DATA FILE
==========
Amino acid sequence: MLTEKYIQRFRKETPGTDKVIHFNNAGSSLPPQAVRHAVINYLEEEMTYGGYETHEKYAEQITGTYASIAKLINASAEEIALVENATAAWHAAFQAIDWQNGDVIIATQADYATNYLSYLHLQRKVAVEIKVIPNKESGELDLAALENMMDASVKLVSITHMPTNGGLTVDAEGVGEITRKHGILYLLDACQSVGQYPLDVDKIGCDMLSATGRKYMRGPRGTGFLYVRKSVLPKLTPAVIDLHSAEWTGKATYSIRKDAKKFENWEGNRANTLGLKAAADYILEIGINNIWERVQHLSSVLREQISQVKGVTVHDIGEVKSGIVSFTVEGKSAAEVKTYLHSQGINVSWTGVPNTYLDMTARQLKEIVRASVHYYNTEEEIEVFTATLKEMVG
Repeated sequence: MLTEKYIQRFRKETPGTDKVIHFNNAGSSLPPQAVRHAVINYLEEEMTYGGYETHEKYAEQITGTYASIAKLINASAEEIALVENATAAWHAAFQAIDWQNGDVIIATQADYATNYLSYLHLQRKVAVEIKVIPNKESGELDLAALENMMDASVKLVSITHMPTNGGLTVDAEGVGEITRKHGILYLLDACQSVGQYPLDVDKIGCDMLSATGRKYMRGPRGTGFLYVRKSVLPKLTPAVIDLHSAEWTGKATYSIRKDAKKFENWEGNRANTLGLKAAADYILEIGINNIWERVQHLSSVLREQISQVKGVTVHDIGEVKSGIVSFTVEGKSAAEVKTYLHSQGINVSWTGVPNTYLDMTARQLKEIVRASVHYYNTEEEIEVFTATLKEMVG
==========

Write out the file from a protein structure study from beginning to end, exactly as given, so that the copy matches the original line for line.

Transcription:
Amino acid sequence: MLTEKYIQRFRKETPGTDKVIHFNNAGSSLPPQAVRHAVINYLEEEMTYGGYETHEKYAEQITGTYASIAKLINASAEEIALVENATAAWHAAFQAIDWQNGDVIIATQADYATNYLSYLHLQRKVAVEIKVIPNKESGELDLAALENMMDASVKLVSITHMPTNGGLTVDAEGVGEITRKHGILYLLDACQSVGQYPLDVDKIGCDMLSATGRKYMRGPRGTGFLYVRKSVLPKLTPAVIDLHSAEWTGKATYSIRKDAKKFENWEGNRANTLGLKAAADYILEIGINNIWERVQHLSSVLREQISQVKGVTVHDIGEVKSGIVSFTVEGKSAAEVKTYLHSQGINVSWTGVPNTYLDMTARQLKEIVRASVHYYNTEEEIEVFTATLKEMVG
Repeated sequence: MLTEKYIQRFRKETPGTDKVIHFNNAGSSLPPQAVRHAVINYLEEEMTYGGYETHEKYAEQITGTYASIAKLINASAEEIALVENATAAWHAAFQAIDWQNGDVIIATQADYATNYLSYLHLQRKVAVEIKVIPNKESGELDLAALENMMDASVKLVSITHMPTNGGLTVDAEGVGEITRKHGILYLLDACQSVGQYPLDVDKIGCDMLSATGRKYMRGPRGTGFLYVRKSVLPKLTPAVIDLHSAEWTGKATYSIRKDAKKFENWEGNRANTLGLKAAADYILEIGINNIWERVQHLSSVLREQISQVKGVTVHDIGEVKSGIVSFTVEGKSAAEVKTYLHSQGINVSWTGVPNTYLDMTARQLKEIVRASVHYYNTEEEIEVFTATLKEMVG